Champions improve an organization’s ability to cultivate diversity and foster inclusion. Although the idea of sponsorship is not new, efforts to formalize it have recently gained favor. Formal sponsorship programs are key. As part of its program, the organization should devise, implement and maintain a strategy for change. Going through the motions is not enough. While publishing statistics about minority and female lawyers and power disparities in the legal profession can provide perspective, it does not, in itself, change the numbers. To create significant change, firms must move away from coercion techniques that involve rewarding compliance and punishing non-compliance. A change strategy is more likely to succeed when the organization encourages champions to participate and provides the resources necessary to effect change. A law firm interested in retaining and promoting diverse candidates must also create an environment with an emphasis on developing talent and providing minority and female attorneys with access to the firm’s top leaders.3 Building the right relationships is critical. The firm should connect these attorneys with rainmakers, partners and other organization leaders. Leaders can provide unparalleled guidance and have first-hand experience in dealing with the firm’s biggest clients and in generating new business with prospective clients. The organization should also afford full and equal access to quality work for lawyers of all genders and ethnic backgrounds. This is not automatic when it comes to women and minorities, who are often unaware of various resources and opportunities until someone informs them of their existence. The attorney should be considered, and treated as, a valued member of the organization and encouraged to contribute. An inclusive firm culture that strives to eradicate gender bias, discrimination, disparate treatment and the like is also important.
employees, particularly females, often get penalized for selfadvocacy and learn to leave it up to others to recognize their contributions and potential. That is why it is vital to have someone to speak up for them, ensuring that they are not overlooked. Champions have the clout to have an impact on the success of their protégés by campaigning for them in partner and executive committee meetings, introducing them to wellconnected people and pulling them into big projects. These attorneys will benefit from having realizable but challenging work assignments, access to networking and a champion who is willing to vouch for them. Taking a protégé to client meetings and teaching them how to market themselves and develop business are equally important steps. The champion should be able to use his or her influence to overcome bias and resistance to advancing diverse candidates into positions of power. Offering formal sponsorship programs in law firms to help advance diversity among attorneys is a crucial step in promoting top performers. Such programs can help minorities and women overcome barriers that have traditionally blocked their paths. Sponsorships also provide benefits to the protégé, champion and organization in the quest to achieve diversity. Change will not come overnight, but with planning, fortitude and initiative, there is hope that misconceptions in the legal profession can be dispelled and that a foundation can be built for lawyers of diverse backgrounds to ascend to the upper ranks.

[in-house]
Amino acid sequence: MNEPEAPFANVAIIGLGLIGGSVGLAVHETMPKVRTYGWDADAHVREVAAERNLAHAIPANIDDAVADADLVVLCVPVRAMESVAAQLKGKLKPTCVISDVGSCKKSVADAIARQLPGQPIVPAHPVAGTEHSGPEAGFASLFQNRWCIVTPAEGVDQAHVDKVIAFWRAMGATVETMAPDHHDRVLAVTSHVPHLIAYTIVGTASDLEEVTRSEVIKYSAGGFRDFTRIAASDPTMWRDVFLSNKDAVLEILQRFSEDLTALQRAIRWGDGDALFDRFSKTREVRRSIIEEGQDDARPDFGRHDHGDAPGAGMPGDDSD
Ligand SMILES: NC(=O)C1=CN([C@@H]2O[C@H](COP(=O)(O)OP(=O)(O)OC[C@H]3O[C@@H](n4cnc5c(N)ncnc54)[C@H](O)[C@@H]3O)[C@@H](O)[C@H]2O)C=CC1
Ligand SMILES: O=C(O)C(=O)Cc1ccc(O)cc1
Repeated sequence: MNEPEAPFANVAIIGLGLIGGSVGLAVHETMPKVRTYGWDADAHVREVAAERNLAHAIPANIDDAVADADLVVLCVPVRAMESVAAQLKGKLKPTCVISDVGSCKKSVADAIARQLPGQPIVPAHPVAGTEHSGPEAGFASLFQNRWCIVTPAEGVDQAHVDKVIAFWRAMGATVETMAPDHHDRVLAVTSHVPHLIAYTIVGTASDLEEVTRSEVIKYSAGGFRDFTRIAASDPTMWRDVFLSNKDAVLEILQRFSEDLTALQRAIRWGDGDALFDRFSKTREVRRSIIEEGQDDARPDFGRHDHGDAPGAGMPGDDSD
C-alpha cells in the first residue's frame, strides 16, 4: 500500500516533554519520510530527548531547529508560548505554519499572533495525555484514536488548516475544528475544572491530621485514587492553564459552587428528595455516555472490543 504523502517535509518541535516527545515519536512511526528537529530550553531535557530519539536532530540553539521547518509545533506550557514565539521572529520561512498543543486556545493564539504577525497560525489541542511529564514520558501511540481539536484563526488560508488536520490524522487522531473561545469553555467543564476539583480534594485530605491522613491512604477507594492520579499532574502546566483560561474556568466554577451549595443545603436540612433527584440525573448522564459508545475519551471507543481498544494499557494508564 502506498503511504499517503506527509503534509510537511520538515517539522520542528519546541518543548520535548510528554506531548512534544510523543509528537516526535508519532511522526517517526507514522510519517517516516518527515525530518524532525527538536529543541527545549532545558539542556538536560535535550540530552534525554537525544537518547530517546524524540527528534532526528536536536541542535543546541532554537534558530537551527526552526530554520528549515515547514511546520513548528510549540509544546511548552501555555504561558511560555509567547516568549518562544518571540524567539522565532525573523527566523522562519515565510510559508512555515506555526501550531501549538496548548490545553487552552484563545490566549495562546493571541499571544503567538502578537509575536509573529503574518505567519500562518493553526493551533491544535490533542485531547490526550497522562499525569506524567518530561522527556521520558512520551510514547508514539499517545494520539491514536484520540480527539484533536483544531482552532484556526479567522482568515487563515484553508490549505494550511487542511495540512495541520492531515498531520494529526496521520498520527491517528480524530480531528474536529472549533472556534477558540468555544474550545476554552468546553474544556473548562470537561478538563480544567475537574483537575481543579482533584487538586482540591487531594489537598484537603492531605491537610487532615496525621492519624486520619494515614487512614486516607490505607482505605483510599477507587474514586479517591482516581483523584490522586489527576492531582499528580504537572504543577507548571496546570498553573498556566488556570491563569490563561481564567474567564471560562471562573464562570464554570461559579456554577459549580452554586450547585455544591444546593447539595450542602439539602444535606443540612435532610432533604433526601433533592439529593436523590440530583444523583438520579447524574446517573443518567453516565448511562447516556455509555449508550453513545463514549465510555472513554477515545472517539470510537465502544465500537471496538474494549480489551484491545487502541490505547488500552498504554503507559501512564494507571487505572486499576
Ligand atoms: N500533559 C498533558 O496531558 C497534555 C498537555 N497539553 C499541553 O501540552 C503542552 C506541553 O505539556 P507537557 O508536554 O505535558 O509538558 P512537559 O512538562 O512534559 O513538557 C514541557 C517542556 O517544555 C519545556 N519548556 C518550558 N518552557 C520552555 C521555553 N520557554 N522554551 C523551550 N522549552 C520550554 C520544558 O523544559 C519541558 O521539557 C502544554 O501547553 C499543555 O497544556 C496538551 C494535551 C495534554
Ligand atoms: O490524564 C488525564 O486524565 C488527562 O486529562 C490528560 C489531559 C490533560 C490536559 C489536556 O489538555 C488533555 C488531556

Shane JaSmine YounG is an associate in Ballard Spahr LLP’s litigation and public finance departments and a member of the Consumer Financial Services Group. Young focuses her practice on transactional business matters and commercial litigation. She is experienced in litigating breach of contract disputes involving purchase and sale agreements, confidentiality agreements, restrictive covenants and matters governed by the Uniform Commercial Code. On the transactional side, Young focuses on matters relating to entertainment law, including negotiation of licensing and music publishing agreements.
the Champion’s Role in sponsorship
Critical to any sponsorship program are the champions who serve as behind-the-scenes supporters. Champions should look beyond the usual “rising stars” when it comes time to choose protégés. A champion should constantly seek out diverse candidates and then advocate for them. Some
1 Susan Letterman White, JD, MS. Allies, Influence, Power, and Politics in the Office (2012). 2 Women Lawyers of Utah. The Utah Report: The Initiative on the Advancement and Retention of Women in Law Firms (October 2010). Available at http://utahwomenlawyers.org/wp-content/ uploads/WLU_Report_Final.pdf. 3 Nancy Hatch Woodward. Employment Alert: Sponsorships Make the Difference, Especially for Women (January 26, 2012).